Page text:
So it is this time of the year again. Most of the BA courses across London had their hand-ins and have since prepared for their degree shows. I used to study at the London College of Communication and have always gone to (almost) every private view across the universities. This year was not going to be an exception: the rainy summer evenings weren’t going to hold me back.
The first private views I went to were at LCC. I decided to go and see Interior Design first. While the discipline in itself isn’t something that particularly interests me, there could always be something worth seeing. They had built a whole construction in the New Street Gallery and had all their projects up on weird constructions. While the sign at the entrance was pretty cool, you were then surrounded by these ‘shapes’. Probably the complete opposite of invisible curation, those constructions were very obstructive. On a side-note, if anyone has been to the Tate Britain recently to view the Picasso exhibition: have you seen the frames those paintings are mounted on? There is no conformity and some of them are absolutely massive, completely overshadowing the piece they frame…
Back on track, the projects were interesting. Typical to the course, most of the final projects were solving community and social issues. The models featured eggshells, magical castles enveloped by weird silvery linen and other fantastical constructs.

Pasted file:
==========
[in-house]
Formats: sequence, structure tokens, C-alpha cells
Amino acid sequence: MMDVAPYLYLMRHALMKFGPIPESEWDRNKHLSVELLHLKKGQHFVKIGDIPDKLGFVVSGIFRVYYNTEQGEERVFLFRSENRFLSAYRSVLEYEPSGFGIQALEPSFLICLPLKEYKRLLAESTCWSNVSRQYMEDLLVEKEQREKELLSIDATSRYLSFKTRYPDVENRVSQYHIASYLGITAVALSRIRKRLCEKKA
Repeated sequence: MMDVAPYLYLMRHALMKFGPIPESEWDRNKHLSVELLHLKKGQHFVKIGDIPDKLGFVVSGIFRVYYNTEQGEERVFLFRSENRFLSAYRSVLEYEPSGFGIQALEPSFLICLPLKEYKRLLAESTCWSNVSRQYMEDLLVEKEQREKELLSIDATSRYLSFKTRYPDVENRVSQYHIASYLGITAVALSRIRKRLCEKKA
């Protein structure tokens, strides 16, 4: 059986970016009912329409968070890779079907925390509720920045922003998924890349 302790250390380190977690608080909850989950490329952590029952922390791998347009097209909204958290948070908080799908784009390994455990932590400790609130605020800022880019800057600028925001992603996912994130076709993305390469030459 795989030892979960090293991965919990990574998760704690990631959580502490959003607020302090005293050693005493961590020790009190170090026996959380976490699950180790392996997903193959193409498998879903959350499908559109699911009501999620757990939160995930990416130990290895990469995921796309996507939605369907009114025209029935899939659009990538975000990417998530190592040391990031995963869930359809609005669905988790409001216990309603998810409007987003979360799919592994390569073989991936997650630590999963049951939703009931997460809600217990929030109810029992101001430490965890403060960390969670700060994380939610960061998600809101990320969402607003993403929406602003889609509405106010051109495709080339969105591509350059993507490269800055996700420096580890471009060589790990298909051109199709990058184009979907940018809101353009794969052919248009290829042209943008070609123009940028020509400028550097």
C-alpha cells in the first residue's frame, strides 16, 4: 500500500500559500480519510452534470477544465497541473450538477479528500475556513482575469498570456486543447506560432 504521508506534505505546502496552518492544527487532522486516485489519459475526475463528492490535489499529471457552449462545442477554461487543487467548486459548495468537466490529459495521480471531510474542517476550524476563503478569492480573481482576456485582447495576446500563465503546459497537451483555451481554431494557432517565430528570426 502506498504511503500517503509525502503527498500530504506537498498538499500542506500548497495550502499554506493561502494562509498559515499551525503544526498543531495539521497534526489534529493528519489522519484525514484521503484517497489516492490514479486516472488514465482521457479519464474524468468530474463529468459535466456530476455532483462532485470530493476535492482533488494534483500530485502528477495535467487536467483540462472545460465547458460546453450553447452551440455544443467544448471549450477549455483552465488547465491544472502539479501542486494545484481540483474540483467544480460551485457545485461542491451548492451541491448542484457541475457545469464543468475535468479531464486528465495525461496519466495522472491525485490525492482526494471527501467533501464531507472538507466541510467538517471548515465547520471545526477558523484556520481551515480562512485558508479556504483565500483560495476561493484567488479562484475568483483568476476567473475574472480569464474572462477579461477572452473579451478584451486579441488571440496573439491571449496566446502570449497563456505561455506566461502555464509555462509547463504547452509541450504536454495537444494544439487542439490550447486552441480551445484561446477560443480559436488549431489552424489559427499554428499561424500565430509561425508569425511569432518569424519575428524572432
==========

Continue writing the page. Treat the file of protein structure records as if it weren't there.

I then joined up with Christian, who used to be on my course and now works in Letterpress, and we went to see Surface Design (on the 3rd floor of the Design block). Surface Design is always interesting, playfully filling the space with a huge variety of projects. This year featured a lot more abstract work than the previous years. There were trendy gadgets, a coffin installation, a doll house, huge mural drawings and a handful of ceramic prints.
Some pieces caught the eye and were rather beautiful, while others were poorly presented and surprisingly unprofessional. A particularly interesting installation featured two students projecting textures unto 3D shapes on a while, a new age attempt to surface design. They were beautiful and worked well with the ambient music played in the room.
As Christian had to leave, I decided to head to Goldsmiths to have a quick look at their BA Photography and Fine Art show. Now, I have mixed feelings about Goldsmiths: there was a good vibe around the exhibitions, featuring live math rock music and free, cold beers (LCC now has you pay for everything…).
On the other hand, some pieces were very poorly presented (mounted unto black sugar paper) and some were just extremely ambitious. I personally believe that no matter how much of an artist you consider yourself, your work should still be aesthetically pleasing. It should at least feature a conceptual explanation… Laying potatoes around the room and hooked unto a weird machine could be considered ‘sick’ or ‘rad’ by your friends, but to the unknowing audience it is not, to say the least. This was too bad, because the church converted into an exhibition space is absolutely amazing and was used in such a bad way…
The highlight of the evening is probably a performance piece I managed to see, featuring a Taiwanese performer pouring three whole bottles of soja sauce unto herself. While I can hardly imagine something worse, the piece was powerful and the smell eventually revolting, completely immersing the audience in the emotions the artist is trying to convey (that of rebirth and washing away of sins, in relation to her family’s dismissal of her homosexuality).